I do believe that a full return to the Clinton-era tax rates is probably necessary, if we are to have a chance to re-right the fiscal ship under something like normal order. That's exactly what Simpson-Bowles recommended among many other steps. That's a key reason why Paul Ryan, leading the GOP faction on the panel to oppose S/B, wouldn't vote for it. It's what Alice Rivlin recommends as well. I think it is mistaken to make all these increases immediately, as does Alice Rivlin (although S/B said to do it immediately, iirc). Why? Because tax hikes ARE contractionary as to economic activity, and the largest part of the current deficits is the economic shortfall of this high UE situation. It's more important to get economic activity back up closer to trend than to try futile austerity measures.

    What's been going on is that the way the American economy has been working for 30 years has been squeezing most households, as whatever share of the large amount of productivity gains received by the non-rich has mainly gone into larger health care costs in their compensation, not into real wage increases. A narrative sprung up that it was only the oppressive federal income tax that caused all these problems, and that by reducing that burden, things would be fixed. That monomania was never plausible, and it was a deliberate fraud in my opinion to hide the internal contradictions of our economic system and the choices imposed on it by the Galtian overlords.

    The looting and rape of the economy by the MIC, the rent-seeking medical system, the titanically fraudulent banking system, those with vast fortunes, and etc. (mainly the same characters overlapping) cannot be much remedied by a tax cut or a tax credit, but that's been the mantra, which has been a dodge and a racket.

    So, to be clear, long ago the idea of a sunsetted payroll tax, or a partial payroll tax rollback, was raised (by the GOP iirc)-- I opposed it at that time as an unwise measure that further threatened the longer term finances of SS. I think the reason Obama proposed it was the GOP pedigree, the idea that maybe it could get passed, and the emergency need for any kind of stimulus of money back into the hands of workers. As a short emergency policy, time-limited, I did support it. As the 10 year loss of tax revenues under a full extension of the Bush tax cut was scored at $4 trillion, and the making permanent those rates for all below the top bracket was most of it-- $3.2 trillions or so-- I also thought any such extension should be temporary, not permanent.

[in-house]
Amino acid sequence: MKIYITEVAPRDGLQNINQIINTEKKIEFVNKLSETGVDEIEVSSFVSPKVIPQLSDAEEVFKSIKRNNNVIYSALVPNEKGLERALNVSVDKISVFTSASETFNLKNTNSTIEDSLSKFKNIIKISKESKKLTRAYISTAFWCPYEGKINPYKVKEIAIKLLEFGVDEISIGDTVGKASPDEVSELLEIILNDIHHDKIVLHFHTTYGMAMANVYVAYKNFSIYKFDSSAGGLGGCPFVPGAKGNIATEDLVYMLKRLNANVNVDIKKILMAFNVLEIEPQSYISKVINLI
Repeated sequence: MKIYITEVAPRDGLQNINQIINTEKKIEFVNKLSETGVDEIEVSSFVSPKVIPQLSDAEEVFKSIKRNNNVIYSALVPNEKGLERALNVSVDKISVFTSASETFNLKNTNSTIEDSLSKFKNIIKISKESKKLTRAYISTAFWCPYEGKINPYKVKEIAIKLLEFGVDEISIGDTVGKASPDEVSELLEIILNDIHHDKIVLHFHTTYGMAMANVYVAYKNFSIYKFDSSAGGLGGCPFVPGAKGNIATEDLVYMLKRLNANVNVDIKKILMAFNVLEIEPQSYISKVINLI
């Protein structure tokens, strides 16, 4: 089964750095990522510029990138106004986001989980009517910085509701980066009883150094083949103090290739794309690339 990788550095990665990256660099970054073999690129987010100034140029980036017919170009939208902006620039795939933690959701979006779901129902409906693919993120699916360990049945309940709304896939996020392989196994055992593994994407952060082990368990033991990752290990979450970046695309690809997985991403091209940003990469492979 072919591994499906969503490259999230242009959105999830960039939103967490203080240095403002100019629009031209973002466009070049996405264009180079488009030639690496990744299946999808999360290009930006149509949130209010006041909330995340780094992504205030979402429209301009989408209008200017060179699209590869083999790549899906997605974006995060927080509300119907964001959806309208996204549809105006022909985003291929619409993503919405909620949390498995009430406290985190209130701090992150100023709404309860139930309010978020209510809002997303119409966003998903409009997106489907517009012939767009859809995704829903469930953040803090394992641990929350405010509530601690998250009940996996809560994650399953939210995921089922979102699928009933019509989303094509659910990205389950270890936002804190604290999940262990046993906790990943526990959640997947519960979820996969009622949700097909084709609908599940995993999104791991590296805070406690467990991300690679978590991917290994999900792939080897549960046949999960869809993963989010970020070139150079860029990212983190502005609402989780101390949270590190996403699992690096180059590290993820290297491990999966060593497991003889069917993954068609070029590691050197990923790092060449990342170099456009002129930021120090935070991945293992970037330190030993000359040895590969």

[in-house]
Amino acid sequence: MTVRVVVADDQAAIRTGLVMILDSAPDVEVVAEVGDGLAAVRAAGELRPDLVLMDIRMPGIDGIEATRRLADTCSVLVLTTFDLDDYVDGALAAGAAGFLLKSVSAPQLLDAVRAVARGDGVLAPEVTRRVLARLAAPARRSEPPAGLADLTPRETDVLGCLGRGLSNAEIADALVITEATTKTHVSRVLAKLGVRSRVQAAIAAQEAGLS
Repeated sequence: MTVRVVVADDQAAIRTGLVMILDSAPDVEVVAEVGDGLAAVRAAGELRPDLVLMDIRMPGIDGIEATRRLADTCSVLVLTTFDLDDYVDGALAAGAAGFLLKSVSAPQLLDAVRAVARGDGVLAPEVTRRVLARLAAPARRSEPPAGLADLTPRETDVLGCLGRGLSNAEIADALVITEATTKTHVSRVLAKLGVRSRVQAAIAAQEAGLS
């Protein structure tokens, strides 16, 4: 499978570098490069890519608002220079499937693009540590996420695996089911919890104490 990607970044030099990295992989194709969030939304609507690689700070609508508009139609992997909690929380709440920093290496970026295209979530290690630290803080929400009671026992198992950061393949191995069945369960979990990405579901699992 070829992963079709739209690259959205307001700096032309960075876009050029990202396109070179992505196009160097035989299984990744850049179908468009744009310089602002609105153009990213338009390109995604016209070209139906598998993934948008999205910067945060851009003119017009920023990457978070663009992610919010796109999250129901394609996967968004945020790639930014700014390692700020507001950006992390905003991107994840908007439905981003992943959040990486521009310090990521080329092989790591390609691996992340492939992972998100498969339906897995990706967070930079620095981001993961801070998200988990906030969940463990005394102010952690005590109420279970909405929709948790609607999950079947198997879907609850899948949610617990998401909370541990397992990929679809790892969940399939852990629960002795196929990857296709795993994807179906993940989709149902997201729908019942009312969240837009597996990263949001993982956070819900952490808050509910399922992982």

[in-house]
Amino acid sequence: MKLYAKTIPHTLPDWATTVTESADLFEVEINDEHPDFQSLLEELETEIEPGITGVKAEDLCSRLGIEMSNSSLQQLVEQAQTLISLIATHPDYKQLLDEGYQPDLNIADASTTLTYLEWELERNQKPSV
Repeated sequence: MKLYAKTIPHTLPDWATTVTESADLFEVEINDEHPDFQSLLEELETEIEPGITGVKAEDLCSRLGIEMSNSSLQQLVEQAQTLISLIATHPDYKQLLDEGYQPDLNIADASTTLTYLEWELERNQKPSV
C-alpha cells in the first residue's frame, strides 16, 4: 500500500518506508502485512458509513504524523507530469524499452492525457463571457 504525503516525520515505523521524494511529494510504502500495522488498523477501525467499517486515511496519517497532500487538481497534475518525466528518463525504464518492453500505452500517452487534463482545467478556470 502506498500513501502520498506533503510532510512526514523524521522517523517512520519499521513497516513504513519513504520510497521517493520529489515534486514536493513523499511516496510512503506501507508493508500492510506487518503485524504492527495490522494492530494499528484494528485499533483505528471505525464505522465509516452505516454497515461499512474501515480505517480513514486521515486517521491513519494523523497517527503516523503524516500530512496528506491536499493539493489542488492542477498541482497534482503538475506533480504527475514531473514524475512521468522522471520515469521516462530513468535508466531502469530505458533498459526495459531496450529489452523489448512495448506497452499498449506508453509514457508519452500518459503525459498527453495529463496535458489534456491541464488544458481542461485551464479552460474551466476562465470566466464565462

But politics intrude on these policy considerations, distorting what would be the correct economic policies by politically dictated defensive and offensive positions. When all options are bad, and one must choose a bad option that is least bad, people can easily get support against that option because, and they would be right, it is a bad option. And, still, it must be taken. It's the kind of brutal triage one can only learn from experience. People with less discernment, or a political animus, will never understand it, or will always pretend they don't understand it.
    A medium sized fish [...]

  9. #9
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    "I do believe that a full return to the Clinton-era tax rates is probably necessary, if we are to have a chance to re-right the fiscal ship under something like normal order."
    The important thing iz full employment. Something that the usofa haznt had for a long time.
    RE-RIGHT THE FISCAL SHIP -- iz a sort of lie.
    NORMAL ORDER -- iz a sort of truth.
    DISTORTING .... CORRECT ECONOMIC POLICIES -- read distorting krappynomix.
    Even Krugman, the best krappynomicyst in the usofa, shows that despite all of hiz good stuff he iz a bit of a twirp.
    mac.

  10. #10
    Quote Originally Posted by Soflasnapper View Post
    You have a good point there, although you may not know what it is.

    I do believe that a full return to the Clinton-era tax rates is probably necessary, if we are to have a chance to re-right the fiscal ship under something like normal order. That's exactly what Simpson-Bowles recommended among many other steps.
    Do you just make this stuff up, or are you that malinformed?

    SB proposed steep reductions in both rates and deductions.